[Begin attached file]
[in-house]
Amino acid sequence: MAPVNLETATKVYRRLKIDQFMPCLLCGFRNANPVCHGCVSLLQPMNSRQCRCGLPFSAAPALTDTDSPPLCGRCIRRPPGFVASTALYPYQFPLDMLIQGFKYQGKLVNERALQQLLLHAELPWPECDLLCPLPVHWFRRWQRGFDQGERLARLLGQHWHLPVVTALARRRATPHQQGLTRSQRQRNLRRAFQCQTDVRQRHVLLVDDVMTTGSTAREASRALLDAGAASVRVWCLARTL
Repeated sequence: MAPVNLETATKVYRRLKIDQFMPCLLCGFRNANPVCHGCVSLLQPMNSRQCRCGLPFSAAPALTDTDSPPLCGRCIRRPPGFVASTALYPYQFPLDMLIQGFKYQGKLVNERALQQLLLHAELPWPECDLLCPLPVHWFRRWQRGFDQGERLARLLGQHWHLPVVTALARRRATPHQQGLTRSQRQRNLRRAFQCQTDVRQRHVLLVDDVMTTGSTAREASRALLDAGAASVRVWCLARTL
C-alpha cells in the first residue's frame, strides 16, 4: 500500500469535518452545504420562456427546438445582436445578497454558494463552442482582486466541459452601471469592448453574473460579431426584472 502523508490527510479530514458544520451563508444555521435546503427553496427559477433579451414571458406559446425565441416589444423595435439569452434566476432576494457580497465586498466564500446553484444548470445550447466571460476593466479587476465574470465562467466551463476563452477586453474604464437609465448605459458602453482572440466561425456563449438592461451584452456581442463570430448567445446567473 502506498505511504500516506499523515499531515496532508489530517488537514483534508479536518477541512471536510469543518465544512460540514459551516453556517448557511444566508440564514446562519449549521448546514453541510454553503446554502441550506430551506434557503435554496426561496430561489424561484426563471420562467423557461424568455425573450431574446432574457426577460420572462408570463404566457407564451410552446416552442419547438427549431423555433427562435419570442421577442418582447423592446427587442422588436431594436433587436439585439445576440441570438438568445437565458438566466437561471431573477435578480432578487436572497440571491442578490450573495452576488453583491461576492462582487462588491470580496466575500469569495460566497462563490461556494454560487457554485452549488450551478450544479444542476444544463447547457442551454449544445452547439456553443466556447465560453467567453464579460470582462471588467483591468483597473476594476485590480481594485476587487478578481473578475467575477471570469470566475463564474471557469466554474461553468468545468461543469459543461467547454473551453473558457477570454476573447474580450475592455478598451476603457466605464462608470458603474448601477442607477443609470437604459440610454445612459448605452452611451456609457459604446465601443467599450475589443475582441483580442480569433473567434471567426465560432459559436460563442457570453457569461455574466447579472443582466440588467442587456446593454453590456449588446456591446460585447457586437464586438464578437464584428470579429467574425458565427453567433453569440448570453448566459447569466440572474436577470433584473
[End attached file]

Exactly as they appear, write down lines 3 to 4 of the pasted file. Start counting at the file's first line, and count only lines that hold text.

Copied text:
Repeated sequence: MAPVNLETATKVYRRLKIDQFMPCLLCGFRNANPVCHGCVSLLQPMNSRQCRCGLPFSAAPALTDTDSPPLCGRCIRRPPGFVASTALYPYQFPLDMLIQGFKYQGKLVNERALQQLLLHAELPWPECDLLCPLPVHWFRRWQRGFDQGERLARLLGQHWHLPVVTALARRRATPHQQGLTRSQRQRNLRRAFQCQTDVRQRHVLLVDDVMTTGSTAREASRALLDAGAASVRVWCLARTL
C-alpha cells in the first residue's frame, strides 16, 4: 500500500469535518452545504420562456427546438445582436445578497454558494463552442482582486466541459452601471469592448453574473460579431426584472 502523508490527510479530514458544520451563508444555521435546503427553496427559477433579451414571458406559446425565441416589444423595435439569452434566476432576494457580497465586498466564500446553484444548470445550447466571460476593466479587476465574470465562467466551463476563452477586453474604464437609465448605459458602453482572440466561425456563449438592461451584452456581442463570430448567445446567473 502506498505511504500516506499523515499531515496532508489530517488537514483534508479536518477541512471536510469543518465544512460540514459551516453556517448557511444566508440564514446562519449549521448546514453541510454553503446554502441550506430551506434557503435554496426561496430561489424561484426563471420562467423557461424568455425573450431574446432574457426577460420572462408570463404566457407564451410552446416552442419547438427549431423555433427562435419570442421577442418582447423592446427587442422588436431594436433587436439585439445576440441570438438568445437565458438566466437561471431573477435578480432578487436572497440571491442578490450573495452576488453583491461576492462582487462588491470580496466575500469569495460566497462563490461556494454560487457554485452549488450551478450544479444542476444544463447547457442551454449544445452547439456553443466556447465560453467567453464579460470582462471588467483591468483597473476594476485590480481594485476587487478578481473578475467575477471570469470566475463564474471557469466554474461553468468545468461543469459543461467547454473551453473558457477570454476573447474580450475592455478598451476603457466605464462608470458603474448601477442607477443609470437604459440610454445612459448605452452611451456609457459604446465601443467599450475589443475582441483580442480569433473567434471567426465560432459559436460563442457570453457569461455574466447579472443582466440588467442587456446593454453590456449588446456591446460585447457586437464586438464578437464584428470579429467574425458565427453567433453569440448570453448566459447569466440572474436577470433584473